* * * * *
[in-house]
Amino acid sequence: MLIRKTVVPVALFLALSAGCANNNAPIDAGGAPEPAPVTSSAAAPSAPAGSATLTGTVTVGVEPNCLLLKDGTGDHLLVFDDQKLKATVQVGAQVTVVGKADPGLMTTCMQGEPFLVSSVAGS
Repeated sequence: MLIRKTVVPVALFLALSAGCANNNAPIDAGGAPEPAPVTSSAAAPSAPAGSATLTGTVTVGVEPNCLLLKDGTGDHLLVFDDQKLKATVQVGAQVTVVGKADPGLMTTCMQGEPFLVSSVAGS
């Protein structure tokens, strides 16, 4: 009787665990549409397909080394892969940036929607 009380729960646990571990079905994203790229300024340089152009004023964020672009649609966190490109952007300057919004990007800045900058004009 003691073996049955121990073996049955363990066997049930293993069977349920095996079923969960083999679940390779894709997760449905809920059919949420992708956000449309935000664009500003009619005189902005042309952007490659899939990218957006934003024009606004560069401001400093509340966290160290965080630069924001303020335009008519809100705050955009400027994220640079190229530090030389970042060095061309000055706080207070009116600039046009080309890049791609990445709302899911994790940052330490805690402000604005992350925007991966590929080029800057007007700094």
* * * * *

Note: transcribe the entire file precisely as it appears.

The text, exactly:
[in-house]
Amino acid sequence: MLIRKTVVPVALFLALSAGCANNNAPIDAGGAPEPAPVTSSAAAPSAPAGSATLTGTVTVGVEPNCLLLKDGTGDHLLVFDDQKLKATVQVGAQVTVVGKADPGLMTTCMQGEPFLVSSVAGS
Repeated sequence: MLIRKTVVPVALFLALSAGCANNNAPIDAGGAPEPAPVTSSAAAPSAPAGSATLTGTVTVGVEPNCLLLKDGTGDHLLVFDDQKLKATVQVGAQVTVVGKADPGLMTTCMQGEPFLVSSVAGS
């Protein structure tokens, strides 16, 4: 009787665990549409397909080394892969940036929607 009380729960646990571990079905994203790229300024340089152009004023964020672009649609966190490109952007300057919004990007800045900058004009 003691073996049955121990073996049955363990066997049930293993069977349920095996079923969960083999679940390779894709997760449905809920059919949420992708956000449309935000664009500003009619005189902005042309952007490659899939990218957006934003024009606004560069401001400093509340966290160290965080630069924001303020335009008519809100705050955009400027994220640079190229530090030389970042060095061309000055706080207070009116600039046009080309890049791609990445709302899911994790940052330490805690402000604005992350925007991966590929080029800057007007700094």